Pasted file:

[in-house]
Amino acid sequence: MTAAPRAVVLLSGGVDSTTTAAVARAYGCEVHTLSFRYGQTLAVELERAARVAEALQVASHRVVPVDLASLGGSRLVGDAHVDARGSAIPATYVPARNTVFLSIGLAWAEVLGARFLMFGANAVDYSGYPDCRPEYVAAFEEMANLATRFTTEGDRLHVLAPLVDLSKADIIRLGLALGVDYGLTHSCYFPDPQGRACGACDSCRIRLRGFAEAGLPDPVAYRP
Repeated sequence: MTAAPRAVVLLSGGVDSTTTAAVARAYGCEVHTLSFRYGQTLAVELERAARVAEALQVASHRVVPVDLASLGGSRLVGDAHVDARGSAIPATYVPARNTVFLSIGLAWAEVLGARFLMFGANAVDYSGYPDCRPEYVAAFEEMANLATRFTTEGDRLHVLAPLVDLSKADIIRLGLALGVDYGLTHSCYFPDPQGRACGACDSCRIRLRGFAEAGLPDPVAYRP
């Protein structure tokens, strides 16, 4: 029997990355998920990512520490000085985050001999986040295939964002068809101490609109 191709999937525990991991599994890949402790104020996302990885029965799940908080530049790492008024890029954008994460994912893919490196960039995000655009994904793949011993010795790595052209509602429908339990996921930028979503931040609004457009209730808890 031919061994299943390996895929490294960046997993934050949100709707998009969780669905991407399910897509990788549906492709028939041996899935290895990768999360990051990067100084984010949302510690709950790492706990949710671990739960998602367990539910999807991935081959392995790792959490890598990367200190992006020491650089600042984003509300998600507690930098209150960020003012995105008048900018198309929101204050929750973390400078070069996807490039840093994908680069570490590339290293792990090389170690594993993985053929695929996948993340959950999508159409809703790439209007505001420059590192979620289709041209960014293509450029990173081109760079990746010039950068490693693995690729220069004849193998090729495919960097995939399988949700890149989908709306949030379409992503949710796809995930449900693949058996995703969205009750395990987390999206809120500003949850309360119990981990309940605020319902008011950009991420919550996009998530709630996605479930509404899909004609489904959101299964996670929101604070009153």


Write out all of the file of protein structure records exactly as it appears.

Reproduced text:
[in-house]
Amino acid sequence: MTAAPRAVVLLSGGVDSTTTAAVARAYGCEVHTLSFRYGQTLAVELERAARVAEALQVASHRVVPVDLASLGGSRLVGDAHVDARGSAIPATYVPARNTVFLSIGLAWAEVLGARFLMFGANAVDYSGYPDCRPEYVAAFEEMANLATRFTTEGDRLHVLAPLVDLSKADIIRLGLALGVDYGLTHSCYFPDPQGRACGACDSCRIRLRGFAEAGLPDPVAYRP
Repeated sequence: MTAAPRAVVLLSGGVDSTTTAAVARAYGCEVHTLSFRYGQTLAVELERAARVAEALQVASHRVVPVDLASLGGSRLVGDAHVDARGSAIPATYVPARNTVFLSIGLAWAEVLGARFLMFGANAVDYSGYPDCRPEYVAAFEEMANLATRFTTEGDRLHVLAPLVDLSKADIIRLGLALGVDYGLTHSCYFPDPQGRACGACDSCRIRLRGFAEAGLPDPVAYRP
């Protein structure tokens, strides 16, 4: 029997990355998920990512520490000085985050001999986040295939964002068809101490609109 191709999937525990991991599994890949402790104020996302990885029965799940908080530049790492008024890029954008994460994912893919490196960039995000655009994904793949011993010795790595052209509602429908339990996921930028979503931040609004457009209730808890 031919061994299943390996895929490294960046997993934050949100709707998009969780669905991407399910897509990788549906492709028939041996899935290895990768999360990051990067100084984010949302510690709950790492706990949710671990739960998602367990539910999807991935081959392995790792959490890598990367200190992006020491650089600042984003509300998600507690930098209150960020003012995105008048900018198309929101204050929750973390400078070069996807490039840093994908680069570490590339290293792990090389170690594993993985053929695929996948993340959950999508159409809703790439209007505001420059590192979620289709041209960014293509450029990173081109760079990746010039950068490693693995690729220069004849193998090729495919960097995939399988949700890149989908709306949030379409992503949710796809995930449900693949058996995703969205009750395990987390999206809120500003949850309360119990981990309940605020319902008011950009991420919550996009998530709630996605479930509404899909004609489904959101299964996670929101604070009153």